For a moment, I was scared when I read that the issue is your brother. I thought your bother was against his friend and his sister dating, but that’s not the case. It seems to be “two’s a couple, three’s a crowd” when your brother is home and Chaim is around. Are they talking about topics only “guys” know about, that you then feel like the third wheel? I can’t believe that you don’t contribute anything to the conversation. But I understand, you want alone time with Chaim.

I’m not making light of your situation, but you are past a hurdle many people worry about. “How will my family react to him/her? Will they like him/her?” And this can lead to issues down the road if the family doesn’t like whom you marry. In your situation, Chaim is already accepted and seems loved by your family. But now you feel that your brother is getting in the way of you and Chaim spending quality time together inside. I agree, you don’t have to always have to “go out” when dating. Once married, you don’t “go out” two or three times a week. Life sets in and you both find your rhythm. But that’s not a conversation for now. What’s wrong with staying in and watching a movie together or even playing on Xbox together? Nothing.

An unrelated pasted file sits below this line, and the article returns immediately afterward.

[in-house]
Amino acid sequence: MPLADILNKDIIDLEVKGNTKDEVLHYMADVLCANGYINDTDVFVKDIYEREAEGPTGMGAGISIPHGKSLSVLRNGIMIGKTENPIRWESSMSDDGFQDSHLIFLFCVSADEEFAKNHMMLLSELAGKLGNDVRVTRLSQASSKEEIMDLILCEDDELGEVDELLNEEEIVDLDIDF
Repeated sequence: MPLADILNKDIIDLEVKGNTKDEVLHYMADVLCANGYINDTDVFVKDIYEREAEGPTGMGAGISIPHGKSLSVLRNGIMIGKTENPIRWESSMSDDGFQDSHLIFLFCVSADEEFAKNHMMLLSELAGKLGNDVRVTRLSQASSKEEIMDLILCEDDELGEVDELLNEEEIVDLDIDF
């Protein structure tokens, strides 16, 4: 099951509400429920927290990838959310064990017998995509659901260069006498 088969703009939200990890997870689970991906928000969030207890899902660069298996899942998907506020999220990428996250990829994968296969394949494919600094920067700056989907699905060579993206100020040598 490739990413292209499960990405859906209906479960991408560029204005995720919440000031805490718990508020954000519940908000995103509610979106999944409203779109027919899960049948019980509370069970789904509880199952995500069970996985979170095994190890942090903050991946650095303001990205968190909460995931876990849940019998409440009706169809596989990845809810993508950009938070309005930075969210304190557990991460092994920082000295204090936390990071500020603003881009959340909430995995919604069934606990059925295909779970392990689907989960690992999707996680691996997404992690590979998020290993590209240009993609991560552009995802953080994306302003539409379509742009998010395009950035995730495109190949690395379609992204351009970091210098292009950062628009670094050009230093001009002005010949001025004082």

I think this is a conversation you need to have with your brother and not Chaim. Chaim may feel that he is the one caught in the middle. He’s been your brother’s friend for years and now he’s dating you. He wants to shower you with attention, but then his friend comes in, it’s the friend’s house. All of you belong there, no one is out of place, so he can’t ask your brother to leave. No matter how close the friendship is, it can seem odd for a friend to say, “Hey, we’ll catch up later. I’m here for Ilana now.” It would just get awkward for all.